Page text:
Report: Lawmakers should explore hiking fees on car and truck owners
Colorado state lawmakers should explore ways to raise fees on drivers to help the Colorado Department of Transportation confront a looming revenue shortfall, according to a report presented Thursday to the Joint Budget Committee.
“It is likely that none of the system’s users are paying for their full cost responsibility,” the report said.
The Joint Budget Committee report singled out commercial trucks as the vehicles paying the least directly into the highway budget relative to the damage they levy on Colorado’s roads.
According to the report, a fully loaded commercial truck weighing 80,000 pounds causes the same damage to a road as 6,000 passenger cars driving the same stretch.
Commercial truck owners, however, only pay an average of six times more per mile traveled than passenger car owners, according to Joint Budget Committee staff estimates.
Sen.-elect Al White, R-Hayden, said the report’s recommendations were based on the premise that the state would only raise money for its ailing transportation network through fee increases.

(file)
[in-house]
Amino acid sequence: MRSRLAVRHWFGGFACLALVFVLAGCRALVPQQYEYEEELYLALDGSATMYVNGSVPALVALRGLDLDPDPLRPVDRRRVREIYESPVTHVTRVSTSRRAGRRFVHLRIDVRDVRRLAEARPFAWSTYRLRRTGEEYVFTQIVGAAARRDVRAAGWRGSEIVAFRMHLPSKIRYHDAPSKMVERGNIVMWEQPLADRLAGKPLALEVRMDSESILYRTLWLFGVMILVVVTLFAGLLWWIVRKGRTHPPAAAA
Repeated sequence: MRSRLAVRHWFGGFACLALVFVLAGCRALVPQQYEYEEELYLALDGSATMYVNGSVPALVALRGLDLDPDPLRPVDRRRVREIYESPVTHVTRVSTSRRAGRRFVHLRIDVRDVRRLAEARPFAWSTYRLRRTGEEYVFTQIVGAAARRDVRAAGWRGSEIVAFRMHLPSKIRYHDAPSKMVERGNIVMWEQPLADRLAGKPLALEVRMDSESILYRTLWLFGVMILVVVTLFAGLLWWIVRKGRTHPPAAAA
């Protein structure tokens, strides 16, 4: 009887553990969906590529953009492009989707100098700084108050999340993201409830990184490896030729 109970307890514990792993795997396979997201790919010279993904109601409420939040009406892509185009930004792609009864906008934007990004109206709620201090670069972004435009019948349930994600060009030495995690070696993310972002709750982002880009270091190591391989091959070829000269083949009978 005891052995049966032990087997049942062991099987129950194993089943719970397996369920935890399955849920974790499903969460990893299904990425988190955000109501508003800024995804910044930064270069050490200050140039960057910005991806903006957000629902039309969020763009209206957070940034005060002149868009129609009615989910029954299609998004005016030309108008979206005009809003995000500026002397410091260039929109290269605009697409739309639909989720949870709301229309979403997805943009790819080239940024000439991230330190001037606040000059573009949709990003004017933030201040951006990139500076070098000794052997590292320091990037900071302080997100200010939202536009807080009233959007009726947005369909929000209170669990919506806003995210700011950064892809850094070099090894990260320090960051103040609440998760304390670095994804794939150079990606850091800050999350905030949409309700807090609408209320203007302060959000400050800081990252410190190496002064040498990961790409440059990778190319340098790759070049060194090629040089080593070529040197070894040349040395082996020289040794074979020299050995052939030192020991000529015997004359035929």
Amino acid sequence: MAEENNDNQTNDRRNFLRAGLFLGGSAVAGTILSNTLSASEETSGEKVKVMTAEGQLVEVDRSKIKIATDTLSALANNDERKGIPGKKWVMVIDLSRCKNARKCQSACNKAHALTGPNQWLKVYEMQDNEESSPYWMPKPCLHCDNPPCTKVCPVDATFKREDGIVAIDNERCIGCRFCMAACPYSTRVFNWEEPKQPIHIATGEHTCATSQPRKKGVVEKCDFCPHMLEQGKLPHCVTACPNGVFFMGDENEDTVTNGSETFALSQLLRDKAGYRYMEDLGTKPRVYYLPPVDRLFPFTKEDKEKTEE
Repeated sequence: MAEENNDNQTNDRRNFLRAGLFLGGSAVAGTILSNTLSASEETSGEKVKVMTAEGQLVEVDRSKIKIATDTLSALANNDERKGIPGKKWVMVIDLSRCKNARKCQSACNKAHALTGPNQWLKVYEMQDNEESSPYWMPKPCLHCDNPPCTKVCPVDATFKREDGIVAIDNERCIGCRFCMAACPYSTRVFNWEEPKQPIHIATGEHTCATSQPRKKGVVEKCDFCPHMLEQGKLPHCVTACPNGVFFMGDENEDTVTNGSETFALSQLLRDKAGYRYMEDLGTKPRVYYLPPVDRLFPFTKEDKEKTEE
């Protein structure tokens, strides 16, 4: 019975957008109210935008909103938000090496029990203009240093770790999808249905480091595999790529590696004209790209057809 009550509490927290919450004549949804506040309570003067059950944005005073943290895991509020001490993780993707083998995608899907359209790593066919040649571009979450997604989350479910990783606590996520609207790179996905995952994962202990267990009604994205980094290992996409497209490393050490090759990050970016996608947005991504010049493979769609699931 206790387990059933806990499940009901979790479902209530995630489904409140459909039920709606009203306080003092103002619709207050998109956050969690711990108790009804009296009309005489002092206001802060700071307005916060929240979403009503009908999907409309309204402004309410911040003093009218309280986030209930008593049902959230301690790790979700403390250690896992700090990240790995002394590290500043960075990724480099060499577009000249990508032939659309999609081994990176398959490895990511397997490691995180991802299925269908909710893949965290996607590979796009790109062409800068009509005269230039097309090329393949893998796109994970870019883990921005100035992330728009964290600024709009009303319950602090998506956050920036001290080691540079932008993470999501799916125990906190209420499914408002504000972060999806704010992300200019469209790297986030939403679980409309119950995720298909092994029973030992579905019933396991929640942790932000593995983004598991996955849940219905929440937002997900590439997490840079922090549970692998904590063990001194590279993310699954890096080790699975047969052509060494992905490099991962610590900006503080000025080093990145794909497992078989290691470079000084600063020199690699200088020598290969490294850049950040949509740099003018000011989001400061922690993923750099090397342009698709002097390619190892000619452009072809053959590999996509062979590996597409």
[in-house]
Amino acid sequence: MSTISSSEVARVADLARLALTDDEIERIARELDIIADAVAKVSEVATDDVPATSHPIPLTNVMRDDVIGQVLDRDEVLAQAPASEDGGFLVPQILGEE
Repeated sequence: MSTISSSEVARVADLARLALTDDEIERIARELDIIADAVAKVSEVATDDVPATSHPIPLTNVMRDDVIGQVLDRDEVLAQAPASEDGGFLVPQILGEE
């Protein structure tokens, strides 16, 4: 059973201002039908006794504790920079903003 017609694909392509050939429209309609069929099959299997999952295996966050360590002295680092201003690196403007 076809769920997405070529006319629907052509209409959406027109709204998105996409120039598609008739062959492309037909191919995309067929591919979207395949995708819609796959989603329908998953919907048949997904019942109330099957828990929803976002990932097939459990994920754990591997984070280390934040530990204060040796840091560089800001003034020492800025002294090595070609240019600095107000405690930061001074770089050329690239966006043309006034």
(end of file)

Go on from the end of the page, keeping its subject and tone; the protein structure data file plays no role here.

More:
White, who sits on the Joint Budget Committee, said the odds of the Legislature passing a massive fee hike for commercial vehicles or passenger cars are almost nil.
Sen. Josh Penry, R-Grand Junction, said even Democratic lawmakers are “reticent about talking about any fee or tax increase during this period of economic turmoil.”
Penry said lawmakers likely will look to existing revenue streams to fund the state’s pressing transportation needs.
According to findings released last year by a blue ribbon commission convened by Gov. Bill Ritter, it will take anywhere from $500 million to $1.5 billion every year to maintain the state’s transportation network.
Exacerbating the need for new transportation revenues, the Joint Budget Committee report said, is the fact Colorado only will have $873 million to confront its road and bridge needs next year, a more than 44 percent drop from the state’s transportation budget a year ago.
The Colorado Department of Transportation’s projected revenues for the 2009-2010 fiscal year would be the state’s lowest since 2003 when the state was emerging from its last recession, the report said.